There might be nothing more pleasant than walking the dog on a warm fall evening. The last few walks, we have gone extra far, because I keep thinking that after the frost that marked the start of school, we may not have many nice nights left this season.

I love the fall. It’s my favourite time of year. My friend recently said that spring is the details, but fall is all about the big picture. This time of year is the twilight of summer, the dregs of the fun-filled, sun-filled freedom from oppressive darkness and layers of clothing, and the knowledge that we’re well on our way back there. It’s incredible – clockwork, even, how the weather gets chilly as soon as Labour Day has passed and the kids go back to school. I always feel like fall is more the new year than January. It’s at least as much a time for resolutions as January. This year, I swear I will make lunches the night before. And get to work on time every day. And make them do their homework before 8:00 Sunday night. And…

But tonight, there was no chill in the air. Maybe this is our Indian Summer, I don’t know, but the only clue that it was past Labour Day was the early dusk, the geese overhead, and the leaves starting to accumulate at the edges of the road.

I love the geese. They chatter away up there, huge great flocks, sixty or seventy in a vee, forming and reforming fluidly. They natter constantly; I always wonder if they are like one big Irish family in the kitchen at Christmas, all good-natured and affectionate argument about the best way to get South. I want them to be in symmetrical vees – there is always one arm longer than the other, but I love how they are always moving back and forth, rearranging the ranks, and yet always in those straight tight lines. I feel sorry for the lone one, following a few seconds behind the big group, honking away to wait up. I imagine he is the surly adolescent who wanted five more minutes of sleep, or who was busy chatting up the hot chick from the flock next door, who missed the big departure and now has to spend all his energy flying solo, trying desperately to catch up to his family, the raucous brood it turns out he really wants to be with after all, who will of course welcome him back, the prodigal son who just needs to draft for a few minutes to catch his breath. I like the smaller groups, the pairs, trying out new family arrangements, or the mini flocks of four or five, little cliques cruising along, gossiping along the way.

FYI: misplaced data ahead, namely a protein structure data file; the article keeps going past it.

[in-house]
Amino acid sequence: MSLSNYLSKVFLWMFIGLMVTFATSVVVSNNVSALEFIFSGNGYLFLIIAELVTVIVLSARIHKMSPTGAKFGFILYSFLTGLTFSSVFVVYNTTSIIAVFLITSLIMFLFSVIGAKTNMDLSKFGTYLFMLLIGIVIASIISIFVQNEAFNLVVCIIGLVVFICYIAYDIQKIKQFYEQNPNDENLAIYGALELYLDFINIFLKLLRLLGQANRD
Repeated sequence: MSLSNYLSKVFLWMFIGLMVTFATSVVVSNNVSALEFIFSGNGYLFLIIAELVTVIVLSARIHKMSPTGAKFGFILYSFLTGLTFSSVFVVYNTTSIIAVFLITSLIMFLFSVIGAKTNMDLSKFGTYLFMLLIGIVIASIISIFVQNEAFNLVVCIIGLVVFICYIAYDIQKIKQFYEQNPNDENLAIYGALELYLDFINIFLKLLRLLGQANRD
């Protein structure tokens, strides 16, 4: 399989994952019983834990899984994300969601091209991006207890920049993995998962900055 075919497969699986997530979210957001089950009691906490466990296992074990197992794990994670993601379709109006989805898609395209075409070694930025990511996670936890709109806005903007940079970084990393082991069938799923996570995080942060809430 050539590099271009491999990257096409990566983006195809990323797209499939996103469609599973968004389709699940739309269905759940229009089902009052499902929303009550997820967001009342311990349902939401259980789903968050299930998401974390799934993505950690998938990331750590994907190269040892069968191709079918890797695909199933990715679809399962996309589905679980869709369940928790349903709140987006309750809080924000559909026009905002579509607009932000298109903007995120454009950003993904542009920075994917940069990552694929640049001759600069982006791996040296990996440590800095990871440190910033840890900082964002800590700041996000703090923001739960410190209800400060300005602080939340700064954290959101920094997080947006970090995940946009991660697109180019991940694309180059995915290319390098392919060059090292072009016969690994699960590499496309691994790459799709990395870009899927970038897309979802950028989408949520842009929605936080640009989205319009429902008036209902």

And then in ten or fifteen, minutes, the hundreds of geese are gone (where do they go, anyway?) and night is here, the gunmetal sky shifted imperceptibly to black. Tonight, there are no stars. The wind is picking up – the clouds that block the stars and make the sky a velvety ink that seems to absorb light will soon spill and when we wake up, the world will smell like wet leaves. Tomorrow will be a casserole day, where today was a barbecue day, maybe the last of the year. At this time of the year, the days are short enough that it is getting dark as I go out to walk the dog, but it is still close enough to summer that denial is still alive and well, and people leave their blinds open so I can peek at their tacky taste in wallpaper. It’s a voyeur’s time of day, dusk, maybe why I love it.

As fall is my favourite time of year, nightfall is my favourite time of day. That suspension, that time between day and night feels like accomplishment, like anticipating the oblivion, the responsibility-lessness of sleeping which is the reward for a long productive day. It feels like being on the cusp of a new, crisp set of possibilities. Night leads into the bright, clean slate of dawn, like fall moves us to the blankness of winter, the days to be filled with activity and busy-ness, so as to maximize the token daylight and absent warmth. Time to be filled with the resolutions of the true new year, the new day. Uncertainties can be put to rest at night, and the light of morning gives them a renaissance, a new perspective to make them possible again.

And so, on to the new year. Time to change over the wardrobe from capris and sandals to cordurouy and sweaters. And on to the new day – what was it that dear Scarlett said? “…tomorrow is another day…” – no matter what you regret about today, the night represents a clean break and a new opportunity to do it differently.

So now, I am going to lie in my bed and listen to the wind in the trees, which in the next while will bring the rain on the roof of the metal shed outside my window, and if I’m lucky, the lonely honk of one last goose calling to his family as he fights the rain to get to the next checkpoint. I’ll bet he won’t oversleep tomorrow. He’ll tuck the day’s regrets under his wing and lose them over the landscape, so that when he leaves tomorrow, he’s back on whatever track he wants to be on.

I can do that too – melt all my doubts and insecurities away as I fall asleep, and in the new light of morning, they will be magically changed to options and opportunities. Which is by no means to say that they won’t be back to doubts by this time tomorrow – but that’s the magic. I’ll have the same chance tomorrow, and next year.


About therapeuticrambling

I am a wife, a mom, a nurse, a writer. I enjoy laughing.
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